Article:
She enjoyed The Moon and the Face almost as much as its prequel Moon Flash. ‘While not quite as spontaneously joyous and lovely as the first book, The Moon and the Face is still a great little novel. As with Moon Flash, I was almost overcome with gratitude for the lack of antagonistic forces and the complete absence of evil intentions. The characters are presented with challenges, yes, and death and fear, physical hardships and emotional turmoil, even grief and sadness. But never ill-intent nor maliciousness of any sort.
She didn’t find The House on Parchment Street particularly convincing as a book for young readers. ‘There’s no doubt this book is intended for younger audiences. It might best fit the sensibilities of what’s now commonly referred to as a middle grade novel, but it doesn’t have anything close to the depth or complexity — of language, of situation, of characterization — most modern readers expect of a young adult novel.’
Cat was not much impressed with McKillip’s one attempt at a science fiction novel. ‘Fool’s Run is (mercifully) long out of print. I purchased a copy online for a amazingly cheap price – less than the cost of a latte at your favorite coffee shops where the seats are ever-so-comfy and the music playing is ever-so-cool. The sort of place that beckons to you to settle in with a good novel for a few hours of reading while sipping great coffee and perhaps a bit of that carrot cake with sour cream frosting. Sound good? Not with this novel, as no amount of caffeine and sugar will keep you awake.’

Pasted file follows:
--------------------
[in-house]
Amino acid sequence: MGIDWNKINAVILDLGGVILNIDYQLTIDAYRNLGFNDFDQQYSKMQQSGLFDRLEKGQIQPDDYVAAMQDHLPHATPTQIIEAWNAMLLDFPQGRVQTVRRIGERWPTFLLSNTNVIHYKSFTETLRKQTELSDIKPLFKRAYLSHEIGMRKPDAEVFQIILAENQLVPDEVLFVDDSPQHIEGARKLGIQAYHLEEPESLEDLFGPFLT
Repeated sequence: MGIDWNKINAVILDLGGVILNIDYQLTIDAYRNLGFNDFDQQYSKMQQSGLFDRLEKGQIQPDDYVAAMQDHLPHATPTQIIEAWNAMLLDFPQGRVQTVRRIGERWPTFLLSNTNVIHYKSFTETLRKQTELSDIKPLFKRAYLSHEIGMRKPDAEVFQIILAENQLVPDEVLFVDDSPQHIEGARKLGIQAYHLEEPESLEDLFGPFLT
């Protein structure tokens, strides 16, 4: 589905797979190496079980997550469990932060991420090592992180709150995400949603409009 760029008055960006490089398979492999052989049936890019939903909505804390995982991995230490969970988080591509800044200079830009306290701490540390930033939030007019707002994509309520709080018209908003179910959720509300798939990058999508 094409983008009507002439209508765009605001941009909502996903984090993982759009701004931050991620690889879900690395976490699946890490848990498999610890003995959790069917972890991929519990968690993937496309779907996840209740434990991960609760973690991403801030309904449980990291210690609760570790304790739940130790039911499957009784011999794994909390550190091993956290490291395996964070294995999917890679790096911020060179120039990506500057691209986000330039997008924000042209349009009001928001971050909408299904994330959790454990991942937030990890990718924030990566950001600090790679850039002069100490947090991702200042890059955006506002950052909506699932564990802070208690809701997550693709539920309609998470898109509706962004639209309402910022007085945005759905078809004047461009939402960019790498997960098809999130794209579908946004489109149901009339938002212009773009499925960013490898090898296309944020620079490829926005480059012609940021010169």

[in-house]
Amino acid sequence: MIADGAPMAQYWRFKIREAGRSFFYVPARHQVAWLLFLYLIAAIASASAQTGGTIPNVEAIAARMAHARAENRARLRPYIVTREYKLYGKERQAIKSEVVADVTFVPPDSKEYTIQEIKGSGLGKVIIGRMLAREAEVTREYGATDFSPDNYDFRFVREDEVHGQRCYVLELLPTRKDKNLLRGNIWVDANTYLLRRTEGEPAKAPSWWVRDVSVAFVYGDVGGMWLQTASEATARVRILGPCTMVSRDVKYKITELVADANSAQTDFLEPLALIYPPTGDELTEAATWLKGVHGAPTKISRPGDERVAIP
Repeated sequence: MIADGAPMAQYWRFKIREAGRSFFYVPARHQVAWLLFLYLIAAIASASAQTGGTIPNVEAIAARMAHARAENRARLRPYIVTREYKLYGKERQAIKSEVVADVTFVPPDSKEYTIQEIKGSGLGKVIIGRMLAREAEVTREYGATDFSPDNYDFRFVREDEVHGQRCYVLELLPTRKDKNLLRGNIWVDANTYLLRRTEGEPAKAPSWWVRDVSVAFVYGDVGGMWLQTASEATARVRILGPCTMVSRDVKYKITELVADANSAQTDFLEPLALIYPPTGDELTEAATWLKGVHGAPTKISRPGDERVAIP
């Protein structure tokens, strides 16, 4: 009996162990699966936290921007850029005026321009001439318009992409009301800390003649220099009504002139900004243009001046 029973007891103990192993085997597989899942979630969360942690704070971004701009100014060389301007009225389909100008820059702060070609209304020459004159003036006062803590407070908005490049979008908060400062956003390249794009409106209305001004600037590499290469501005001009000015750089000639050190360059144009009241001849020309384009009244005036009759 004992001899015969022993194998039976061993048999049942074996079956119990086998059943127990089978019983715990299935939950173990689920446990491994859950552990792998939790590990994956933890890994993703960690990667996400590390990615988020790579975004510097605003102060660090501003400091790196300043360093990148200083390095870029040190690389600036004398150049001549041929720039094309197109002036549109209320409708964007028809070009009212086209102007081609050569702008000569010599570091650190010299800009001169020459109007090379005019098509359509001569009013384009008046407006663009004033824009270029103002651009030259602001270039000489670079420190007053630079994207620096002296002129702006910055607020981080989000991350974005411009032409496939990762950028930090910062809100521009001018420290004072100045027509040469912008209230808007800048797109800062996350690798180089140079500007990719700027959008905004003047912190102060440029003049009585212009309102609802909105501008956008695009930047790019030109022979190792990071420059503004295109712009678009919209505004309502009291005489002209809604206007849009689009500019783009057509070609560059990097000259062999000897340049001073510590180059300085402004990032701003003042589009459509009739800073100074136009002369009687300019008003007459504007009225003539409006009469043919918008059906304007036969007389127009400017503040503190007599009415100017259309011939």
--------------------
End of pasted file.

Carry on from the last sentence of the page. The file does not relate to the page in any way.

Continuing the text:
Cat said he became a fan when he read the short story collection Harrowing the Dragon. ‘I must admit that I was not particularly a fan of hers ’til I started reading these tales, but I am now! Oh, I picked up a novel or two by her, but they didn’t really capture me fancy ‘tall so I put them aside in favour of other reading material as I’m wont to do when, as there always is around here, more reading material than there is possibly time to read all of it.’
Deborah found great comfort in The Bell at Sealey Head. ‘As usual for a waltz, the pace of the novel is slow and measured. Although the resolution of the mystery is surprising and satisfying, there are no shockingly breathless moments in the tale. This is comfort reading at its best: consistent, multi-faceted, and layered, all wrapped up in McKillip’s typically intoxicating and evocative language.’
Elizabeth was frustrated at the tale McKillip told in Od Magic. ‘The time-honoured battle between cautious, restricting conservatism and wild, chaotic artistry is hardly new, and becomes almost redundant when stretched to fit a novel like Od Magic. If sufficiently pared-down, it might have made a passable short story, but as it is, this novel really is odd. And not in the good way.’
Grey was immediately drawn to the story of Nepenthe, a foundling raised by librarians. ‘McKillip excels at creating magical realities that are consistent, without any glitches or sentimentality. Often, her novels end like the oldest fairy tales and ballads, beautifully but strangely; the reader senses that “The End” is governed by magical rules, not by any human logic. In Alphabet of Thorn, there are magical happenings and resolutions, but the fate of the human characters is a human fate, familiar.